Canadian Psycho?

A comfortable rural atmosphere lends an eerie helping hand to Funeral Home, a Canadian thriller from the early 1980s with a hint of Psycho and sprinkles of other horror tropes for good measure. Lesleh Donaldson (Happy Birthday to Me) and character actress Kay Hawtrey star in a film which feels a decade older than its actual age, somewhat out of step with its fellow horror movie contemporaries.

Loaded with red herrings galore, actual murders are few and far between in Funeral Home’s slowly developing story. A few hokey murders are scattered throughout the shaggy dog story. Admittedly, one twist works brilliantly in an inspired ending which goes all out in its psychotic fury. The stodgy pacing is a drawback which can be overlooked if the quaint mysteries grab you early.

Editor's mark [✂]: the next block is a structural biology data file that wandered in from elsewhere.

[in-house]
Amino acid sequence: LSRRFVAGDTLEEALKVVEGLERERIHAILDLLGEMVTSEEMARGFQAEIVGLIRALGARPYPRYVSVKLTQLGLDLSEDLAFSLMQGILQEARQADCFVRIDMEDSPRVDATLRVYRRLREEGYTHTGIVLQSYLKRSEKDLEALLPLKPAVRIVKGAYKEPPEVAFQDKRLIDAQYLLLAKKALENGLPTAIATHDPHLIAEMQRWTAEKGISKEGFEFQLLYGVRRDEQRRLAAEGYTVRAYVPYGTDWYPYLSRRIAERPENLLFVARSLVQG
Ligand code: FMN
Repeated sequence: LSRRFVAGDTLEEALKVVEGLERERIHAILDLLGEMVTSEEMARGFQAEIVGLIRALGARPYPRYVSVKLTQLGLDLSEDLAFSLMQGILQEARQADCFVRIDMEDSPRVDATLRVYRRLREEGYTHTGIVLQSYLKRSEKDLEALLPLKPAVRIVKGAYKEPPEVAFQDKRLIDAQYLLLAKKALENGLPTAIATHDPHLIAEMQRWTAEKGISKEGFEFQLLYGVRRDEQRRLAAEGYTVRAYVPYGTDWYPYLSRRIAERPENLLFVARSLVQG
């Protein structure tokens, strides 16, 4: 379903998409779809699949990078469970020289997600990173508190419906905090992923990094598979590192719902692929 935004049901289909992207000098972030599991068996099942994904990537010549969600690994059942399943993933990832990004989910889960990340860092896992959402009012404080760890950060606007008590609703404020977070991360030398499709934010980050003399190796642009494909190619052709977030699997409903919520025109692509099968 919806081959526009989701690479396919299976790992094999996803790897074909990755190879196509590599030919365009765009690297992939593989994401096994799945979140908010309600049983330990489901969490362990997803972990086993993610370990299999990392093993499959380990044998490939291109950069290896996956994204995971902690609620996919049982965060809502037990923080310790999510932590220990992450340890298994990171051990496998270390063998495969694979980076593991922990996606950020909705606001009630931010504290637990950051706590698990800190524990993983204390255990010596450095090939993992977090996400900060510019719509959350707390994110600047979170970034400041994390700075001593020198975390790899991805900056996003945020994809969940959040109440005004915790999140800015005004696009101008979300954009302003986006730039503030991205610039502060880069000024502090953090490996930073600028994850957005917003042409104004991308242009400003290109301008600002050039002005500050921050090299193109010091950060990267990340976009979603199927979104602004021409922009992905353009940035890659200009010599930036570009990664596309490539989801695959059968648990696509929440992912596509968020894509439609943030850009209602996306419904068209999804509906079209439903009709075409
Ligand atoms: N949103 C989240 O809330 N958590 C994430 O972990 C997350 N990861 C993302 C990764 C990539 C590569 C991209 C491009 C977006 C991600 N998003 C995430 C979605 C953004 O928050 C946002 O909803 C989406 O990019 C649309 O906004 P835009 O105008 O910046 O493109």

If not for a fantastic ending, Funeral Home would likely be forgotten today

Young Heather (Lesleh Donaldson) spends the summer with her grandmother Maude Chalmers (Kay Hawtrey). Maude is hoping to turn her former funeral home property into a cozy bed-and-breakfast vacation spot for tourists.

Disturbing incidents and a rash of unexplained murders start happening in the sleepy town. Black cats, dimwitted gardeners, missing developers, and a few colorful city folk visiting the weekend getaway raise plenty of questions for Heather. Falling for a local boy, she begins investigating what’s happening on her grandmother’s creepy property.